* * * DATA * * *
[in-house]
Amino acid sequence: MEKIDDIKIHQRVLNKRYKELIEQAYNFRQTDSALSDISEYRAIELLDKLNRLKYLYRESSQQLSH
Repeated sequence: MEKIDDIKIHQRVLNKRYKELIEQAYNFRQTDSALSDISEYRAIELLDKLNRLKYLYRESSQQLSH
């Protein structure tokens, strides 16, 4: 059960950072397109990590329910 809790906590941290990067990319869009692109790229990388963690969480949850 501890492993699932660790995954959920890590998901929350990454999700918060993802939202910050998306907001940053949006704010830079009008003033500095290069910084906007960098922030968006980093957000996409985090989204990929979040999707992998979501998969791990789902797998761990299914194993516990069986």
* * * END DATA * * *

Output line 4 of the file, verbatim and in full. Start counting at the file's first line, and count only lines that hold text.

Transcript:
């Protein structure tokens, strides 16, 4: 059960950072397109990590329910 809790906590941290990067990319869009692109790229990388963690969480949850 501890492993699932660790995954959920890590998901929350990454999700918060993802939202910050998306907001940053949006704010830079009008003033500095290069910084906007960098922030968006980093957000996409985090989204990929979040999707992998979501998969791990789902797998761990299914194993516990069986």